Species Thinking: Animals, Women, and Literary Tropes in Mary Wollstonecraft’s A Vindication of the Rights of Woman

Adela Ramos, Pacific Lutheran University
Vol. 37, No. 1 (Spring 2018), 41-66

This essay examines how Mary Wollstonecraft’s A Vindication of the Rights of Woman charts women’s vexed relationships to the conceptual categories of the human and the animal in eighteenth-century writing. It argues that Wollstonecraft’s tactical use of animal metaphors should be understood in the context of “species thinking,” a mode of thinking that starkly differentiates humans from other animals in order to champion the soul, reason, and language as quintessentially human faculties. The analysis foregrounds how—as Wollstonecraft draws from the modern species concept in order to make a progressive argument about gender equality—she relegates animals to an inferior moral status.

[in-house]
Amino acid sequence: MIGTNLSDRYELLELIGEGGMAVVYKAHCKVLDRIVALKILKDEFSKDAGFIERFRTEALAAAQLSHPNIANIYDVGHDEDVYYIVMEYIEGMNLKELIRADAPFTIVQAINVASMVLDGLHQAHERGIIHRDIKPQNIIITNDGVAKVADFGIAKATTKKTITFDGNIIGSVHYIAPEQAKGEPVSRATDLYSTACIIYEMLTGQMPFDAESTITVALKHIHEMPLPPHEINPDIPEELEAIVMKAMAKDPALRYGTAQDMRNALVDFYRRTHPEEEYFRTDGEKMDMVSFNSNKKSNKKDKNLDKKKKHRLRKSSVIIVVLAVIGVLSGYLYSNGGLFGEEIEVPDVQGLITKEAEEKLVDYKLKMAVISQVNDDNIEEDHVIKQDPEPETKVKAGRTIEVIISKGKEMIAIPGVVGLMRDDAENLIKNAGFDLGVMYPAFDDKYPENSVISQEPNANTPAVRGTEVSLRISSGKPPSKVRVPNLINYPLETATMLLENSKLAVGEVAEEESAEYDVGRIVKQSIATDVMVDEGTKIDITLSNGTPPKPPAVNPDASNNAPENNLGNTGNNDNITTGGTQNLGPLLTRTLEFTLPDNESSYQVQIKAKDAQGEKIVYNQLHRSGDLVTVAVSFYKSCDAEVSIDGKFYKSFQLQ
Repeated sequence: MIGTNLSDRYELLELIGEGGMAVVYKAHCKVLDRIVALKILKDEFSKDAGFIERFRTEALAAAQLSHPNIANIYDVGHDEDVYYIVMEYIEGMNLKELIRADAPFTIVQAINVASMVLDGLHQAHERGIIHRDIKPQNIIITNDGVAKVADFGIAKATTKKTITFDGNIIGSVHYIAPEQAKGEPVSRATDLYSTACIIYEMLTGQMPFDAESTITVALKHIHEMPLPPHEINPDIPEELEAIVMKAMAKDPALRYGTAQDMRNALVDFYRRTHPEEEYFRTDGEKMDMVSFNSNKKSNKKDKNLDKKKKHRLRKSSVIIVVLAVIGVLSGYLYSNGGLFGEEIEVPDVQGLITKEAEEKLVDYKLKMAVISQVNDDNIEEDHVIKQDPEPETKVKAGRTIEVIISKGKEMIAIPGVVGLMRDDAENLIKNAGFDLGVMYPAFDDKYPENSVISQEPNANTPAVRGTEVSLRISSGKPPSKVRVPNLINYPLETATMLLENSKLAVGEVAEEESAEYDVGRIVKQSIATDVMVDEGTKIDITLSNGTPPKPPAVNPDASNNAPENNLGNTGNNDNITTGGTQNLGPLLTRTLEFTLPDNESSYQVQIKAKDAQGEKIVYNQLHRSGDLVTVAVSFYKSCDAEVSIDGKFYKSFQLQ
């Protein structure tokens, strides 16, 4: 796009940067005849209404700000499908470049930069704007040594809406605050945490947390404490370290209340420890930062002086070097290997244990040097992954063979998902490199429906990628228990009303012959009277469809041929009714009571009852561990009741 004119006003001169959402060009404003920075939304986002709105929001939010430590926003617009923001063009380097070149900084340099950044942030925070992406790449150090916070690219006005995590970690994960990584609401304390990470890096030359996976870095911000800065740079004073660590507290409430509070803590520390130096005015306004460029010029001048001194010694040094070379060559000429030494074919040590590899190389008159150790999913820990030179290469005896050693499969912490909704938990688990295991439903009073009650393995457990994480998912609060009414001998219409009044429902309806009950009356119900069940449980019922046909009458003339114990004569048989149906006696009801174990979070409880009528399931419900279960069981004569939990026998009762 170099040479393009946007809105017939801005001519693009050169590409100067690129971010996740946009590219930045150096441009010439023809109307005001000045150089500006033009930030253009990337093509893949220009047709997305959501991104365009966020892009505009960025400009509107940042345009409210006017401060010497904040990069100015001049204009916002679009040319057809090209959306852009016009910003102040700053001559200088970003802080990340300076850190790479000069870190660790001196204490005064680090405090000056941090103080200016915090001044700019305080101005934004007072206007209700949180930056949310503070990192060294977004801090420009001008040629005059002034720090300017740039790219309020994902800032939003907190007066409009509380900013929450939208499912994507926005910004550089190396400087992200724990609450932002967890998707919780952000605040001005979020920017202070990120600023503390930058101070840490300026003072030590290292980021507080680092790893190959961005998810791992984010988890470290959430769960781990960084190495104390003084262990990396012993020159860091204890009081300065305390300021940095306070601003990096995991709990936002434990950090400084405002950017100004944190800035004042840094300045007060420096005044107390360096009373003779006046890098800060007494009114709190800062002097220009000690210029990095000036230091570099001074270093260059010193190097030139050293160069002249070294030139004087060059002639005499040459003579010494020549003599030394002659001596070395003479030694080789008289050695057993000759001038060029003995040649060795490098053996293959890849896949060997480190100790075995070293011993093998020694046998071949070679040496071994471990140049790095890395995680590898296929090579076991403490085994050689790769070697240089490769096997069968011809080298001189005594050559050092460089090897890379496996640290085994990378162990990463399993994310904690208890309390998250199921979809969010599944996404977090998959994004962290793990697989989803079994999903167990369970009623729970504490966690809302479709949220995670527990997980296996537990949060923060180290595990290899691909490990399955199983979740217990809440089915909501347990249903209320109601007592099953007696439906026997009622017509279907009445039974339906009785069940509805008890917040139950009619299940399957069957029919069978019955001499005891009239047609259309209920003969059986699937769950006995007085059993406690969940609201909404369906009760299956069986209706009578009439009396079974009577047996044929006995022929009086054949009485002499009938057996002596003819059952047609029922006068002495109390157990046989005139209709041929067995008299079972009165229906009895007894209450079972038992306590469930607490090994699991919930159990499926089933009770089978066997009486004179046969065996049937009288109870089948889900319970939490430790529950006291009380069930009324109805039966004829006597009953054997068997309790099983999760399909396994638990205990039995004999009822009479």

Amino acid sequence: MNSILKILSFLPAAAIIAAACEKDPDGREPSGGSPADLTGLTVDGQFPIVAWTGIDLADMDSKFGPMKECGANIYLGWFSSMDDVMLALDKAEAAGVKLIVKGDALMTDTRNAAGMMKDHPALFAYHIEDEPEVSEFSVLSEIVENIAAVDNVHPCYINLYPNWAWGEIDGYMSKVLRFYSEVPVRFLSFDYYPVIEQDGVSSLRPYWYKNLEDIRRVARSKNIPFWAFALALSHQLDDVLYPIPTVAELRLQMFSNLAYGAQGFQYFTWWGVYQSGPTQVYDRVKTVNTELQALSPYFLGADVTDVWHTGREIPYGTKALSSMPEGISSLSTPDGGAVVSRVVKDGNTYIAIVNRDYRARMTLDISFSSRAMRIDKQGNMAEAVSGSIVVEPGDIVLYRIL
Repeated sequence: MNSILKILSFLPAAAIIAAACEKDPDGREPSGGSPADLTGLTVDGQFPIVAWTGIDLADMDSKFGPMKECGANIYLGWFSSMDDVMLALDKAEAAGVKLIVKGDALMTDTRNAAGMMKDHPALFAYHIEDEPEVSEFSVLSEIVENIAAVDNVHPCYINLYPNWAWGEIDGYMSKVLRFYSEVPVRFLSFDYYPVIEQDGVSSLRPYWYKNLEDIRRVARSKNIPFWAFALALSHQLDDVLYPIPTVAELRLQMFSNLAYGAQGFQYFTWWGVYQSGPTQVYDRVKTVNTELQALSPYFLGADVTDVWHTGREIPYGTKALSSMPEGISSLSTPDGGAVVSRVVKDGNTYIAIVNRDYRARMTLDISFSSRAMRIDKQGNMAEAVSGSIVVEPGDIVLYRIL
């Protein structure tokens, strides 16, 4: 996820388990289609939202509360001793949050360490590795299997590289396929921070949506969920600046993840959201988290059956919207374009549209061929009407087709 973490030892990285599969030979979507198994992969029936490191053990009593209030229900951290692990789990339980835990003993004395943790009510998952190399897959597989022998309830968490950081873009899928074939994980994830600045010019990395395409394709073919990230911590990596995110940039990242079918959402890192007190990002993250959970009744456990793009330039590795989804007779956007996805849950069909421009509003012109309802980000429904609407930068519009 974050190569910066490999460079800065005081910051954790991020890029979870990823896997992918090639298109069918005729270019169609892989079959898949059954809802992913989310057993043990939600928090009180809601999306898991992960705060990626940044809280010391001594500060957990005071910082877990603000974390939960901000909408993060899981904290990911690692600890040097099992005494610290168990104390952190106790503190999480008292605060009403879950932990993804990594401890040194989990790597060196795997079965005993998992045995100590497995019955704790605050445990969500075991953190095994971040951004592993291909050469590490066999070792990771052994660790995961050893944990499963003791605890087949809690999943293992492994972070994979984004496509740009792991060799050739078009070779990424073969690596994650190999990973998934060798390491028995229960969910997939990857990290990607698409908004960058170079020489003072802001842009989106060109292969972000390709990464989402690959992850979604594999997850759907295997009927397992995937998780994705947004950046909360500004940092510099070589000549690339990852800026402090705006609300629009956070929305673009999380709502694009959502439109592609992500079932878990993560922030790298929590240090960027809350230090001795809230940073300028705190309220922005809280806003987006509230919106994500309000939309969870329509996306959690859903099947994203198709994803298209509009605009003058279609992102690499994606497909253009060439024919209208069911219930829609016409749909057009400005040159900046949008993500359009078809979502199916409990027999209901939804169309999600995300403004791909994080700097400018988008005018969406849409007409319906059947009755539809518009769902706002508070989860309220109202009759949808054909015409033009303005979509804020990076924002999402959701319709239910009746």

Mary Wollstonecraft Sojourner Truth Margaret Atwood Abigail Adams Amy Tan H.D. Simone de Beauvoir Zora Neale Hurston Frances Burney Virginia Woolf

"The white saxifrage with the indented leafe is moste commended for the breakinge of the Stone."

— Turner, Herbal, III, 68 [1568]